A Publication of WTVP

How does OSF Saint Francis Medical Center stack up as an independent academic medical center?

In January, I wrote about the regional impact of OSF Saint Francis Medical Center and Children’s Hospital of Illinois. I thought it might be beneficial to take that a step further and tell you how we stack up against hospitals in much larger metro areas.

First off, I must credit Dr. Tim Miller, our vice president, chief medical officer and director of academic affairs, who spends countless hours tracking the statistics I am going to talk about.

There are 4,561 non-federal hospitals in the United States; 3,554 of those are non-teaching facilities, which means they have no medical residents seeing patients. (The residency is the hands-on training period following graduation from medical school. It varies in length depending on the specialty.) In addition, 733 are considered teaching hospitals because they train at least one residency program a year. The remaining 274 are considered academic medical centers because they have at least four residency programs. Saint Francis, with nine residency programs, falls into this category.

Academic medical centers are further separated into two categories—integrated and independent. Integrated academic medical centers are university-owned; independent centers are not owned by a medical school. Saint Francis is an independent academic medical center, and as such, enjoys a solid affiliation with the University of Illinois College of Medicine at Peoria. The strategic importance of our relation with UICOMP is exemplified through the support and leadership of the dean of the college, Dr. Sara Rusch.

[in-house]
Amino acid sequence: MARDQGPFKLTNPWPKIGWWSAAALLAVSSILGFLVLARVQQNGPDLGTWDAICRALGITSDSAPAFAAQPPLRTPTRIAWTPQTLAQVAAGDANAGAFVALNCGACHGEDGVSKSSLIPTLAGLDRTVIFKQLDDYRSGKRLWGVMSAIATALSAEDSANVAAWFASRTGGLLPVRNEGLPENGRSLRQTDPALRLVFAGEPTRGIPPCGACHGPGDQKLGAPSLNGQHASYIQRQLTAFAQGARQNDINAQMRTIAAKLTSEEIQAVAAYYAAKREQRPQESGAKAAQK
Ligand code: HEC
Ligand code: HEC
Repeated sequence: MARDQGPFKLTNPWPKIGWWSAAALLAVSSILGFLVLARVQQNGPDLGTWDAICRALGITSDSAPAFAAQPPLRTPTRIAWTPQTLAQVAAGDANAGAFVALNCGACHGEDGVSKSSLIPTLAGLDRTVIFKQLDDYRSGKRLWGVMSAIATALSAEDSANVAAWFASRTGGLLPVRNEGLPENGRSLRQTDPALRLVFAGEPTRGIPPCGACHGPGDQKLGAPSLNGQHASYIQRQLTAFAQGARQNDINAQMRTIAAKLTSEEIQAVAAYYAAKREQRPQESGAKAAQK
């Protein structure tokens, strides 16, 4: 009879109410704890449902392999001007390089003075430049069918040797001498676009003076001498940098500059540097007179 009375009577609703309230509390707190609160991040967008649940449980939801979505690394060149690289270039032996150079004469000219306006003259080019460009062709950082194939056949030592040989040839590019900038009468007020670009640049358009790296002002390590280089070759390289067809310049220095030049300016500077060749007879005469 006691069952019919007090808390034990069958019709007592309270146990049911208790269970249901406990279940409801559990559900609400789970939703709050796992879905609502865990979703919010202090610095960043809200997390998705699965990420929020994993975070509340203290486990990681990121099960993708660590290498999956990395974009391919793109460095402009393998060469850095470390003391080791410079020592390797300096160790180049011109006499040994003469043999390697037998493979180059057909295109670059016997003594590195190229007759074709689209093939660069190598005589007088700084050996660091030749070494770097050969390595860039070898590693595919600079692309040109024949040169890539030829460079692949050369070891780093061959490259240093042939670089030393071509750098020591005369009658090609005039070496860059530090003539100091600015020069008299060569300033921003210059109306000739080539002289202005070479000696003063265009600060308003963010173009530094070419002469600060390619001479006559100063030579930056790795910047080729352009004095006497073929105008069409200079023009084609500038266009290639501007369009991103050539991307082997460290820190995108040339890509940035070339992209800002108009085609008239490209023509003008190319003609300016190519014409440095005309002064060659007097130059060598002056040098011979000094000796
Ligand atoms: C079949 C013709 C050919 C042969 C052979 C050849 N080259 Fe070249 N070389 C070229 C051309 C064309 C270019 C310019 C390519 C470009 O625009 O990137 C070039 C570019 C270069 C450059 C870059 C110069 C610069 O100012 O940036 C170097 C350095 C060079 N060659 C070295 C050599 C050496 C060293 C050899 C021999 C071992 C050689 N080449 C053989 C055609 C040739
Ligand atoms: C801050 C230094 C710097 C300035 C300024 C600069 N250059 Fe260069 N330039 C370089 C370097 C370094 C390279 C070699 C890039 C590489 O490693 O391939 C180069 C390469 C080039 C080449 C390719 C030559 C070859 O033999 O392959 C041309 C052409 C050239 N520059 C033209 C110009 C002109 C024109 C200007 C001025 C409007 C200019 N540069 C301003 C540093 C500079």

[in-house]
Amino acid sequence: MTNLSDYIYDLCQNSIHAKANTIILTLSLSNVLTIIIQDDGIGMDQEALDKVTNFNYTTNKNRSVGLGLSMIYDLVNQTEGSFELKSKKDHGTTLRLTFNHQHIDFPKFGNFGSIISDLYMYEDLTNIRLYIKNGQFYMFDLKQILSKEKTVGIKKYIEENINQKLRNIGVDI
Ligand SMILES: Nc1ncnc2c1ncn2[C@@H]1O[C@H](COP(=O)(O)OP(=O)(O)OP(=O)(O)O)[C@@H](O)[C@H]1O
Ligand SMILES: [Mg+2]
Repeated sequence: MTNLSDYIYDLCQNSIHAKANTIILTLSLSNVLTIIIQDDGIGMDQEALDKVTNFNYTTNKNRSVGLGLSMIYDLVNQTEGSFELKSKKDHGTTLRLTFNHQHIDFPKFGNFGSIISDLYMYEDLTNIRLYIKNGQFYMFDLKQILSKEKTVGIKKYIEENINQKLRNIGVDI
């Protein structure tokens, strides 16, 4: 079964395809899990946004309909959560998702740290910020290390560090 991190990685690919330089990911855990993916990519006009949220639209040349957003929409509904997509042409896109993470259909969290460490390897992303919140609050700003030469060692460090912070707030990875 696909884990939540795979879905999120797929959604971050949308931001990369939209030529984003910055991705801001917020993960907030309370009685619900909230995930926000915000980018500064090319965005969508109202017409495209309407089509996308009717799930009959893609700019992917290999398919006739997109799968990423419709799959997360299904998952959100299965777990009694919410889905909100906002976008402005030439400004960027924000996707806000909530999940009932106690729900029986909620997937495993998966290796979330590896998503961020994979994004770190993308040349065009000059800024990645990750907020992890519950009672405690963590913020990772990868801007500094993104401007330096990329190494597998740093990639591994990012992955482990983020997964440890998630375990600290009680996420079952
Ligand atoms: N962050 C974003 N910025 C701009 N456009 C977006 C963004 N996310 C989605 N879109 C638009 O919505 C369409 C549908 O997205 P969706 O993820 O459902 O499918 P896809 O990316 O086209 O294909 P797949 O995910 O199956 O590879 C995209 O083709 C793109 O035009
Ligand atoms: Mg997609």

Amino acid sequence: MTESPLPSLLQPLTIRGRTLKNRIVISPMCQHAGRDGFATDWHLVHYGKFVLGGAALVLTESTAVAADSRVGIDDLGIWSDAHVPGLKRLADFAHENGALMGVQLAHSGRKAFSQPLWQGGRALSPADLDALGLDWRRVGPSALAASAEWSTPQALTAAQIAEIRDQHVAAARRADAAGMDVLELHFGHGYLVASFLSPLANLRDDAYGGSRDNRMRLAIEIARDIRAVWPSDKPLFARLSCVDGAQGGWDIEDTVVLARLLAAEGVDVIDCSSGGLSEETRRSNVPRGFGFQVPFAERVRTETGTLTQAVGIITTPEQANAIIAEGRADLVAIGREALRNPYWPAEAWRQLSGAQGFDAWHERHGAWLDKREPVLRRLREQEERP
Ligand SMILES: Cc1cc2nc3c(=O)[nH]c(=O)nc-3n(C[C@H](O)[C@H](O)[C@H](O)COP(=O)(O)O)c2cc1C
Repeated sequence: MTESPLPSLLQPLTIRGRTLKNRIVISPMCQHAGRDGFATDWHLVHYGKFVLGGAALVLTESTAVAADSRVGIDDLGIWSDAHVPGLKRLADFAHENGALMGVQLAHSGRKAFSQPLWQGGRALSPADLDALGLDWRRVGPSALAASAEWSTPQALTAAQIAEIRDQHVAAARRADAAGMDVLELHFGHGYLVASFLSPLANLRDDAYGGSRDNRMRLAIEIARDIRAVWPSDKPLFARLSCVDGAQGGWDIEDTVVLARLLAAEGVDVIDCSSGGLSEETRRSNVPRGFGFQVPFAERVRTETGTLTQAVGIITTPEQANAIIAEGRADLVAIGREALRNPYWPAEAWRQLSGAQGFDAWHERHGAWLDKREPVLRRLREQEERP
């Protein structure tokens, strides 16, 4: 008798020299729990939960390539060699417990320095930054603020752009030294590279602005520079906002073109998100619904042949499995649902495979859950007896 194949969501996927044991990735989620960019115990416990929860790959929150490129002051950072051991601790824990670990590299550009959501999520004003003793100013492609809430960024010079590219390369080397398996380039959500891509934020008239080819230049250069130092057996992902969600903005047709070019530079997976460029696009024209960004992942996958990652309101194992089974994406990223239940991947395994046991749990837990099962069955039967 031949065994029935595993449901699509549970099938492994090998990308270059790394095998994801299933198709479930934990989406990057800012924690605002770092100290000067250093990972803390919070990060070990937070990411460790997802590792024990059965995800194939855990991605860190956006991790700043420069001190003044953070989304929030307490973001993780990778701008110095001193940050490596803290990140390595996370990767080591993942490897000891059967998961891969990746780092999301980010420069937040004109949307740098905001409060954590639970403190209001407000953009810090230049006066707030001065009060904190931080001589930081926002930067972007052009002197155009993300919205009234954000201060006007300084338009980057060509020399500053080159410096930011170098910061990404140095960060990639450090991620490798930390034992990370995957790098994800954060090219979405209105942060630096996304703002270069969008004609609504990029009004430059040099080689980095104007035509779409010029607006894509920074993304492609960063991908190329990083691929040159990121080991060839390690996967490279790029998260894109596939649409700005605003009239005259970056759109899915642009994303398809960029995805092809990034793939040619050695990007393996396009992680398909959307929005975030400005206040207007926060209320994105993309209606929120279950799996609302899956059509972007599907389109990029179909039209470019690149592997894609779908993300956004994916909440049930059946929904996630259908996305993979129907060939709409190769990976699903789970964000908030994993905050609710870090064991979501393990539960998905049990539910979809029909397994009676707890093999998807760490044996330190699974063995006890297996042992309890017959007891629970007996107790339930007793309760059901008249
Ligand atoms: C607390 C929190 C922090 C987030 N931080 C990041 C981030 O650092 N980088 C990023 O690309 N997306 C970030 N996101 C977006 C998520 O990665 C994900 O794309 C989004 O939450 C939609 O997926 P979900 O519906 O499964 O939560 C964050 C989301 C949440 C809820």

Only six percent of all hospitals in the U.S. are independent academic medical centers and are able to join the Council of Teaching Hospitals (COTH), of which Saint Francis became a member in 2003. Other COTH members include the Cleveland Clinic, Beth Israel in New York, Cedars-Sinai in Los Angeles, and Cook County Hospital in Chicago.

COTH conducts an annual survey and shares the data with its members. What the numbers show is that Saint Francis is in the mid-range of this group for types and volume of patients we see, their length of stay and our total Emergency Department visits (remembering that we are in a geographically smaller metro area). We are on the high end for Intensive Care Unit (ICU) beds and are significantly higher in our number of pediatric beds.

The other significant statistic from the COTH report is that Saint Francis handles a high volume of surgical procedures in comparison to other independent centers. We performed just over 35,000 surgical procedures in 2008, significantly higher than the average of nearly 19,000. Of those 35,000 procedures, nearly 24,000 were done on an outpatient basis, which is more cost effective and better for patient care.

According to Dr. Miller, these numbers validate that Saint Francis is a significant player among independent academic medical centers.

It should be noted that it costs more to operate an independent center, especially considering that we get no government funding for 32 of our 159 residents. The federal government capped the amount we are paid based on the number of residents we had in 1997. Even so, the Sisters maintain—and have for nearly 70 years, when the first interns trained here—that it is important to provide this training because it keeps us on the cutting edge of what is going on in the medical profession, it helps us recruit the subspecialists who make us a significant regional referral center, and training them here encourages the physicians to stay in central Illinois after their residencies and provide continued care.

This comparison data confirms that the services and educational training programs provided by Saint Francis Medical Center continue to give Peoria a major role in the healthcare of downstate Illinois. iBi